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Stop trying to "go viral," connect with users
'Virality' and social shares are great, but only if they lead to outcomes. Going viral 1 time could end up in a nothingbuger (and in all likelihood, it will)
Something I’m asked frequently at conferences and from marketers is what metrics they should be striving for from their social media marketing. At the same time I have a lot of friends who end up with a “viral Tweet” and from it get millions of impressions and essentially 0 new followers. This is to be expected. We’ve known it for well over a decade!
Lots of people are still looking for a prescriptive formula, and expecting being able to post a copypasta or a meme in order to to blow up top of funnel KPIs like re-shares and impressions, expecting that to fix all their marketing problems. And while virality doesn’t hurt you and there are some common metrics B2B and B2C marketers strive for, I think the question and ongoing quest for vanity metrics highlights a larger issue which should be addressed first: virality isn’t a strategy, and social is just one channel/doesn’t happen in a vacuum.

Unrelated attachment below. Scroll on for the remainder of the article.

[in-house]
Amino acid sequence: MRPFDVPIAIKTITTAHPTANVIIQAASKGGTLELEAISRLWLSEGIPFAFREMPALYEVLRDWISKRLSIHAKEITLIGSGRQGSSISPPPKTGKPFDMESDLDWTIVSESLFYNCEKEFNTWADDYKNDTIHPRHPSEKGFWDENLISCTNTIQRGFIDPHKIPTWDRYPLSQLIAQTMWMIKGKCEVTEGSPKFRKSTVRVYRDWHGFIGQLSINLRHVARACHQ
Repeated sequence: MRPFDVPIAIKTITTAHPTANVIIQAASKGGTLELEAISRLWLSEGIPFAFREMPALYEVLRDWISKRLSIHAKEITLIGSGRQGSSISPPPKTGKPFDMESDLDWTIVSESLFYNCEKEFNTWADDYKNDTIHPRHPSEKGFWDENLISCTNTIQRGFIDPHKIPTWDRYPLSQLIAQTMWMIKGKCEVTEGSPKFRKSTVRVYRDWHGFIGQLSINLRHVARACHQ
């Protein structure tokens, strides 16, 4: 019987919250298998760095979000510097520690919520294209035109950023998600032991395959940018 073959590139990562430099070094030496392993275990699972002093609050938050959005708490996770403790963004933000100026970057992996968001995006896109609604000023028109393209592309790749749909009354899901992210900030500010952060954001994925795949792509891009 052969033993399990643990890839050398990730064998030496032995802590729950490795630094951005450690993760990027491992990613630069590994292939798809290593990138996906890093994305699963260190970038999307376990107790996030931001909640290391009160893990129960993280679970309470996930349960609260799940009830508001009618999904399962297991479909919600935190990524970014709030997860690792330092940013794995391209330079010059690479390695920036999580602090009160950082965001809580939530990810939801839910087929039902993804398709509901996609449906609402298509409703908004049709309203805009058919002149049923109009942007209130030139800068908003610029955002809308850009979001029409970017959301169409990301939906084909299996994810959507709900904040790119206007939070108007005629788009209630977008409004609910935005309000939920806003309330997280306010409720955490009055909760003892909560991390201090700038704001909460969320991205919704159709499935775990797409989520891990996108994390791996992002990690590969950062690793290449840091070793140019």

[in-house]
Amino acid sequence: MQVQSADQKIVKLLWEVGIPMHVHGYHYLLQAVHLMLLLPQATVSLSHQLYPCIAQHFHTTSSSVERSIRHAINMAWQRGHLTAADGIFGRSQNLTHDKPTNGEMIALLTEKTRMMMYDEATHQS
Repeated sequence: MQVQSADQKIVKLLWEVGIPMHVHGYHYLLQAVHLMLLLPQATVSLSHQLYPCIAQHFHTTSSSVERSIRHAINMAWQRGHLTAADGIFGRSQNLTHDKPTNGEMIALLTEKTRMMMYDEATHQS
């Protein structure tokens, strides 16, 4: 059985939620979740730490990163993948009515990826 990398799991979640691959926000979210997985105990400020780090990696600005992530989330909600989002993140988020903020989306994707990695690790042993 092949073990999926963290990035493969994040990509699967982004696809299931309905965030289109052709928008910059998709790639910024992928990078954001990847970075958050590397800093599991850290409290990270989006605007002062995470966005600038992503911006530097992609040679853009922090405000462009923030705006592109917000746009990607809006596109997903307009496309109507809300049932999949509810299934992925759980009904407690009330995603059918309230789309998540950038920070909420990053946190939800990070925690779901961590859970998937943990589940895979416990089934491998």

Your goals from social efforts should be aligned with and contribute to your larger marketing objectives. So, in short if you read no further: social isn’t some alien place outside of your marketing that isn’t held to the same business metrics of your other channels. No one grows a huge business just by having lots of website visitors of indeterminate quality. Which is exactly why “going viral” is a dumb strategy. By itself it means nothing. It’s possible (and likely!) if that was all you did, you would make $0 from it (possible exceptions include some low-cost DtC product people can click and order immediately, think funny t-shirts, a new fidget spinner, etc - so won’t work with selling SaaS software, building a major brand or service, etc - probably won’t even get you YouTube or Substack subscribers).